And then based on whatever you’ve read about something, when you’re going to maybe get a surgery, or you’re taking a tablet for something, or you’re doing a new diet or something, you don’t come to that empty.
You come to that situation with you and all your you-ness, plus all your experience. And that influences how you’re going to benefit from or not benefit from that situation.
So you go in with an expectation. For example, “I’m going to do the Wild Diet. I’ve seen net results, looking at your webpage.”
And then there’s an expectation that they’re going to lose weight. They’re coming into your diet plan already with an expectation.
But having read the information about your diet—I’m just using it as an example—they’ve actually wired that into their brain.
So by the time they actually start your diet, the placebo has been building and is in full effect.
Because of the expectancy and the information, they’ve created an expectancy, which is the placebo effect. And they’ve wired that in their brain.
They’ve actually already have networks in their brain primed to improve their physical health.
And that’s a great asset that we have, as humans, to help us to achieve end results.
Abel: Yeah, to your point, there have been a few folks who I’ve been in touch with, and I’ve had on the show in the past, who have been extremely competitive natural bodybuilders.
And they’ve been able to—the men, anyway—get down to a body fat of 3% or 5%, which is unnaturally low.
Yeah, that low is probably not good for your brain. That’s probably dangerous.
Abel: Right. And it’s not necessarily a good thing. But I asked them, because I’m curious, how do you actually get there, logistically, or what have you? And I’ve helped some people get down there, too.
But the number one thing they say is, “I visualize myself at that 3% or 5% (or whatever they’re going for) and it’s almost like everything else falls into place if the power of my visualization is good enough.”
The first time I heard that, I’m like, “What are you talking about?” Like, how could that possibly work?
But they said that basically maintaining that image every day in their mind and working towards it allows your body to somehow fill in the gaps and get there.
Absolutely. Well, you’ve spoken about these two concepts. You’ve spoken about the visualization.
The concept of visualization is not just goal-pro, it’s not just goal-focused. It’s process-focus. Because they said they’re getting there.
When people talk about goals, I always say, “Forget the goals. Get the vision, focus on the process, and be able to adapt.”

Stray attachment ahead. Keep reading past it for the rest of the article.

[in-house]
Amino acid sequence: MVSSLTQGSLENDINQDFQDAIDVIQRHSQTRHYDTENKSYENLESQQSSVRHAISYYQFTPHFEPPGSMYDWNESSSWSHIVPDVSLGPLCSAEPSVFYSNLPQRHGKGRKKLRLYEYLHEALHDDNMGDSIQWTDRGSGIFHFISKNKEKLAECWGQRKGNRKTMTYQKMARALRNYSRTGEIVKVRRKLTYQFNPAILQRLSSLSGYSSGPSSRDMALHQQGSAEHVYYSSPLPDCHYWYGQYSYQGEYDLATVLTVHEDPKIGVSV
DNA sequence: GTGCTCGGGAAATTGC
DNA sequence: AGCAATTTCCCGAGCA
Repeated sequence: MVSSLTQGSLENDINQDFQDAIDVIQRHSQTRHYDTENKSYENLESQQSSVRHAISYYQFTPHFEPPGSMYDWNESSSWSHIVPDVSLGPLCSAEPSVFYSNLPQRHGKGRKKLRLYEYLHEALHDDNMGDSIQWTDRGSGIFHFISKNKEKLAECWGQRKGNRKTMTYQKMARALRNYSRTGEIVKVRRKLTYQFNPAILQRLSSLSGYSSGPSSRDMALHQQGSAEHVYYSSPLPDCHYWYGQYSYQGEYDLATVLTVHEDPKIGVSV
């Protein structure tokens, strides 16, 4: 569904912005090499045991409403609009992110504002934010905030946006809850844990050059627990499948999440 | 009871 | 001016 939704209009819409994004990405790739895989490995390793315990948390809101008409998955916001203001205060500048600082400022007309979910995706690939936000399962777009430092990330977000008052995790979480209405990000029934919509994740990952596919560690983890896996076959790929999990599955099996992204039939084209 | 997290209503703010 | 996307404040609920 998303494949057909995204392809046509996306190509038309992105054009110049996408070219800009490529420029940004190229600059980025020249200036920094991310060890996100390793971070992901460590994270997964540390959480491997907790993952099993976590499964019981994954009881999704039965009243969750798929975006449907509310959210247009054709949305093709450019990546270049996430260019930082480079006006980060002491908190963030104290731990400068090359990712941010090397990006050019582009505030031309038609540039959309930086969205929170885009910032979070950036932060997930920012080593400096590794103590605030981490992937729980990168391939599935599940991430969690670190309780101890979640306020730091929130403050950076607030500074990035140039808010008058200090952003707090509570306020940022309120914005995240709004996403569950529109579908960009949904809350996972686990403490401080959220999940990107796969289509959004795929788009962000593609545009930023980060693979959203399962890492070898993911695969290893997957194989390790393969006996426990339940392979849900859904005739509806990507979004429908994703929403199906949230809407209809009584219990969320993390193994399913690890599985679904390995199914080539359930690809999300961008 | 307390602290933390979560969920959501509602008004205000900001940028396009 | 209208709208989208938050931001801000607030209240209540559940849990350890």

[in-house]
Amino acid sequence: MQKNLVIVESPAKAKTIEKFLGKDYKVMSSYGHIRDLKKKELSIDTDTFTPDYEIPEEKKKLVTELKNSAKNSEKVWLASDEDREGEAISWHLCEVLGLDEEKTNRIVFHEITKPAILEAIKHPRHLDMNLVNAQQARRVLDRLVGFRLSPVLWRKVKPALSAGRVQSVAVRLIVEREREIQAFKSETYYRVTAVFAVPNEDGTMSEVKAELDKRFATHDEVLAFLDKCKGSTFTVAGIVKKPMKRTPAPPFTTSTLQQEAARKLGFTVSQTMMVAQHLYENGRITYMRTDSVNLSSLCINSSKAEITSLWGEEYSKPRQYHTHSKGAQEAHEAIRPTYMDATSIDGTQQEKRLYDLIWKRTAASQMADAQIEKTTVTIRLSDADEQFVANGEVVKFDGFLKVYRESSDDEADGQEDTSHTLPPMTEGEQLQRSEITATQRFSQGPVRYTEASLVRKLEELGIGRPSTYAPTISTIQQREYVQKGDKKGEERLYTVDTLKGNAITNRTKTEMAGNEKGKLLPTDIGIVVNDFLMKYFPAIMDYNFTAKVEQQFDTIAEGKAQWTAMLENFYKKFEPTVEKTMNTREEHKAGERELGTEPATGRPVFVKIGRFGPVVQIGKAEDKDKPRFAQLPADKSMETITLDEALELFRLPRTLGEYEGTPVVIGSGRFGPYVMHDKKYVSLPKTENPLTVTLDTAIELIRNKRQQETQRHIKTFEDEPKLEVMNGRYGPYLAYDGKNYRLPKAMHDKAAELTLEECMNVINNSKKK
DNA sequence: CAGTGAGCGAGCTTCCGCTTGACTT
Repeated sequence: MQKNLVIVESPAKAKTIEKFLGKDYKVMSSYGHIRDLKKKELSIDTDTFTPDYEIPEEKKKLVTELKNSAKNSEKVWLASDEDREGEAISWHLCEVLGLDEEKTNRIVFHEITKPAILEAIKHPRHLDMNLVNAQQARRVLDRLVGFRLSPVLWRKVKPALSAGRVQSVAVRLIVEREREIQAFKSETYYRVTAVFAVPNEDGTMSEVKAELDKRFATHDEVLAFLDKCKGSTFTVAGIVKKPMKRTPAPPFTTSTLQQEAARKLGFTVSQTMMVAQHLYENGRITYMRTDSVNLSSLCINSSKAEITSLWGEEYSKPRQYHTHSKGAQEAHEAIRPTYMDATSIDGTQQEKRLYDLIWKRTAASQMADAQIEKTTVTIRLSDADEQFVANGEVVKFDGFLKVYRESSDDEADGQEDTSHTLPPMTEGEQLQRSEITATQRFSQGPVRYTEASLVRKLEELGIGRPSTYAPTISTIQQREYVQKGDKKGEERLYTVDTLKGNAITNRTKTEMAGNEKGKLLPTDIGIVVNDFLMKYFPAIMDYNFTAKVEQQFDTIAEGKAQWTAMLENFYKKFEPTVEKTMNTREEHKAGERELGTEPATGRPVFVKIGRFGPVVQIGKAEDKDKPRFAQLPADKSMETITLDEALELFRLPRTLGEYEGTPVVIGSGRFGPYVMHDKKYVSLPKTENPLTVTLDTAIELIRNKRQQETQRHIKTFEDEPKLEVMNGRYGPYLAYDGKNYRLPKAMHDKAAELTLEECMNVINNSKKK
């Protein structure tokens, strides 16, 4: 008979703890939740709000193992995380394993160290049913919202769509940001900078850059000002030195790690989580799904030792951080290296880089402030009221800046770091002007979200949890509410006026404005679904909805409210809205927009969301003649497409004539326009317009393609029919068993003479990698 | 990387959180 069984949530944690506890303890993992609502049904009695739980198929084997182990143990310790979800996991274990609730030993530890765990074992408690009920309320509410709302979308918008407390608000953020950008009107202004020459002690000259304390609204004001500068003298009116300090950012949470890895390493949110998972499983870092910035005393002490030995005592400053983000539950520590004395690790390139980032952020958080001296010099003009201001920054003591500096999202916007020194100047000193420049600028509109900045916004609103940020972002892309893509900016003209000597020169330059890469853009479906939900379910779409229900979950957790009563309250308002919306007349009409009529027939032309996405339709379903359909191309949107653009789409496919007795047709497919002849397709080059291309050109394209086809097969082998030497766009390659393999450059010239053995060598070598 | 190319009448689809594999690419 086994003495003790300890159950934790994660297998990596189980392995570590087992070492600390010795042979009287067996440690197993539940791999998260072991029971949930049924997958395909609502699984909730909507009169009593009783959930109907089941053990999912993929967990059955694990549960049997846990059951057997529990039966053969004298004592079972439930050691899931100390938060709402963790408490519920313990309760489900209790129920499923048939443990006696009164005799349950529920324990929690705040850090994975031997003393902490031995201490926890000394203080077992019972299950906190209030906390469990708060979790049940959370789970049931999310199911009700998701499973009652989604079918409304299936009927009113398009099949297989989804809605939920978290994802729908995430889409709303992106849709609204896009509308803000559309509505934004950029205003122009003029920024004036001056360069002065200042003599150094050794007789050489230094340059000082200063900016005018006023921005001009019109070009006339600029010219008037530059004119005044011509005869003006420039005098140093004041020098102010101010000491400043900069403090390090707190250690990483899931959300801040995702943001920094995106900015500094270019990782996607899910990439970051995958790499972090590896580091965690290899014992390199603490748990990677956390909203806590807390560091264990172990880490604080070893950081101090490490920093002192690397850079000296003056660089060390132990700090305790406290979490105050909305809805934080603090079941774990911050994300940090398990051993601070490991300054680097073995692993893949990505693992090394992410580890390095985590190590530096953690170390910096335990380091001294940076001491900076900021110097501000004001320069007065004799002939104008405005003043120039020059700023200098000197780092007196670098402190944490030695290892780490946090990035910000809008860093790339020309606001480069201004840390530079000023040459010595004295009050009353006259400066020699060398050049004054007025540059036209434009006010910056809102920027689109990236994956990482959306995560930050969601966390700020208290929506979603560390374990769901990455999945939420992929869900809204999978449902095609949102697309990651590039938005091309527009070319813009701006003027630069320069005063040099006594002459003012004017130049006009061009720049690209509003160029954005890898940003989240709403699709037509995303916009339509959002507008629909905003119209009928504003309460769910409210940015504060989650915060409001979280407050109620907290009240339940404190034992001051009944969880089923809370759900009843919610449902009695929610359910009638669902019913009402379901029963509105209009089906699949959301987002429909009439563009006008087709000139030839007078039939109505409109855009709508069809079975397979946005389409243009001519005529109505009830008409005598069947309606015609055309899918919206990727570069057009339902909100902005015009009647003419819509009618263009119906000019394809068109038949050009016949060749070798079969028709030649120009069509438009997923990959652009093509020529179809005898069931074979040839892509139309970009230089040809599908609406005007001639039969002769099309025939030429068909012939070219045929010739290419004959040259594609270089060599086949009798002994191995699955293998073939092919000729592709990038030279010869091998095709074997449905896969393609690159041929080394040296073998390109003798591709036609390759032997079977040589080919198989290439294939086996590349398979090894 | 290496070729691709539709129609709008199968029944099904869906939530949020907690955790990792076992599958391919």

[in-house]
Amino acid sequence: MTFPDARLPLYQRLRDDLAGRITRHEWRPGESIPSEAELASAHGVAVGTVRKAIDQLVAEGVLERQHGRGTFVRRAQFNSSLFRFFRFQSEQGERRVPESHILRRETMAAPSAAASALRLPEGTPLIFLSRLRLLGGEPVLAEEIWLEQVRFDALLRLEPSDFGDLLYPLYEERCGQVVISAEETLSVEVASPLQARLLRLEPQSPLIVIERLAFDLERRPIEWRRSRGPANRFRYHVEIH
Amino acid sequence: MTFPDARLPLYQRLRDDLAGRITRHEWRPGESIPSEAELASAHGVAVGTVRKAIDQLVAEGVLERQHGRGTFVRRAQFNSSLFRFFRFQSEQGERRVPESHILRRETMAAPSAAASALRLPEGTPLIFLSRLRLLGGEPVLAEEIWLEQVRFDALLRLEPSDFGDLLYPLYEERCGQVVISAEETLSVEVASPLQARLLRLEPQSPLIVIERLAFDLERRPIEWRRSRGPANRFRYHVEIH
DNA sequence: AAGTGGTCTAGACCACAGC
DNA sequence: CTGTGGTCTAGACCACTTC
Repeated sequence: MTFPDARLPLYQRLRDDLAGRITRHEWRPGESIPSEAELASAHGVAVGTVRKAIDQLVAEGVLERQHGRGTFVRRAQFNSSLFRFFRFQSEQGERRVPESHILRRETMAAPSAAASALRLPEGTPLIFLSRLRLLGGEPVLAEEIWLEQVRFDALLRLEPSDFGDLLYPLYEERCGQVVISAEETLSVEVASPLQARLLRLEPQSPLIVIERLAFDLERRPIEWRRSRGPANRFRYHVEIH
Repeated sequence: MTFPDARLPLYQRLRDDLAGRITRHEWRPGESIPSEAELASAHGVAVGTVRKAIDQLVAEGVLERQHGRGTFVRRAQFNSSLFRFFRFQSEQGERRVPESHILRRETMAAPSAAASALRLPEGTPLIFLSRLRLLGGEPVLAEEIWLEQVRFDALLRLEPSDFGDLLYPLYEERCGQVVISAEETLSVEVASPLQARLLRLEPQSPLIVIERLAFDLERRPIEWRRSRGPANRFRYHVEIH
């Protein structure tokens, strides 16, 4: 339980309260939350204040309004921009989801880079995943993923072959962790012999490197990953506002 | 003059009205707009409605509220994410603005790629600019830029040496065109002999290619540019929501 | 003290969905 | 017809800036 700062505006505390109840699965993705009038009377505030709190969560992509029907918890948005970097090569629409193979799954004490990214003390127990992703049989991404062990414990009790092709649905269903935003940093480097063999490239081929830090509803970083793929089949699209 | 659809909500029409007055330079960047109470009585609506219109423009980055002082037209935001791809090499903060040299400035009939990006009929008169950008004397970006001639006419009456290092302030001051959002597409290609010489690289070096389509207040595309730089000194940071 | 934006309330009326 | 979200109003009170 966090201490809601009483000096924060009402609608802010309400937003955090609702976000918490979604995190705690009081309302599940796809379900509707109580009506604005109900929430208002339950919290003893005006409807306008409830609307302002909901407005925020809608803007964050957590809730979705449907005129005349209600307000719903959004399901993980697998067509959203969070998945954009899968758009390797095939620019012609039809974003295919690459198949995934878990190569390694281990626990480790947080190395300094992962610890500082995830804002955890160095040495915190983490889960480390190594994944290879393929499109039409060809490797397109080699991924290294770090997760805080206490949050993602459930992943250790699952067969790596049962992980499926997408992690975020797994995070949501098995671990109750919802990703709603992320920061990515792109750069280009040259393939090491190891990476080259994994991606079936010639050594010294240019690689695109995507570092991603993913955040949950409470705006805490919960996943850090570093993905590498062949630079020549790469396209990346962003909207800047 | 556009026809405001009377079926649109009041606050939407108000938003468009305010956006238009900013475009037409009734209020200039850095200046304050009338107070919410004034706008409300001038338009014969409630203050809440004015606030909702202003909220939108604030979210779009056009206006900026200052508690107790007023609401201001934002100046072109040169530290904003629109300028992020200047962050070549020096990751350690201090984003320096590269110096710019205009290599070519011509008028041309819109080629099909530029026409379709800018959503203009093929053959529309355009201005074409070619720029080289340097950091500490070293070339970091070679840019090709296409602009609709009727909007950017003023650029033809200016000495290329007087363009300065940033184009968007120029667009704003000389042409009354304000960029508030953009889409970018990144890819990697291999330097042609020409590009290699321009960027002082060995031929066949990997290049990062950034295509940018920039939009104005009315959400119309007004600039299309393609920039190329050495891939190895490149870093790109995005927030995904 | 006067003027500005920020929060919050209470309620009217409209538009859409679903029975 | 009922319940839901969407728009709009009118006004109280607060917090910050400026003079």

Because you’re going to have to adapt.
You have a certain vision you’re going for, but you’re going to have to be able to adapt.
The process is so important with that inner vision, and these guys are doing that differently.
The other thing is that they are self-regulating. They are using their mind to self-regulate how they are actually going through that process.
People say, “How do you control your mind? How do you control your mind to lose the weight, to get that depression under control, to deal with the toxic trauma, to deal with the stresses of life, the busyness of work? Balancing all the things that we have to do, living in this crazy culture?”
I’ve worked with patients for years in extreme situations, like really the worst of the worst of the worst.
I’ve gone into the township areas in South Africa and worked with people that had been raped and abused, AIDS victims, victims of the terrible Apartheid system, the results of racism, and really extreme circumstances.
For 30 years, I have really worked with very challenging parts of humanity. Not people who’ve got little problems, but people who are dealing with a multiplicity of big issues. Definitely, it was education.
And I say this to say the following, that I had to find a way of understanding how you could use your mind to create this neuroplasticity in the brain.
To get your body and your brain to align with your mind and to get some kind of good correlation occurring between them.
Because you can have a really good mindset, and a really good desire and goal and vision, but how do you get to that?
We don’t want that 3% body fat, definitely, but how did they get to that?
So I developed a five-step process, and I actually talk about that in Think, Learn, Succeed as well.
I use that five-step process in terms of building the brain and in terms of detoxing the brain.
It’s essentially five steps that help you understand how to regulate yourself, because we, as humans, are able to stand back and observe our own thinking, feeling, and choosing.
And as we observe our own thinking, feeling and choosing, we then control our reactions.
So we’re not just being reactive in a chaotic way, we’re being very deliberate and intentional about our reactions.
And as we do that, we then control the process of moving towards managing things.
When we control our mind correctly, we’re also more flexible.
Because people can have a goal and not get it, and then fall apart because they don’t get that goal.
Part of managing your mind is building in tremendous amount of possibilities. I talk about that being a possibility mindset.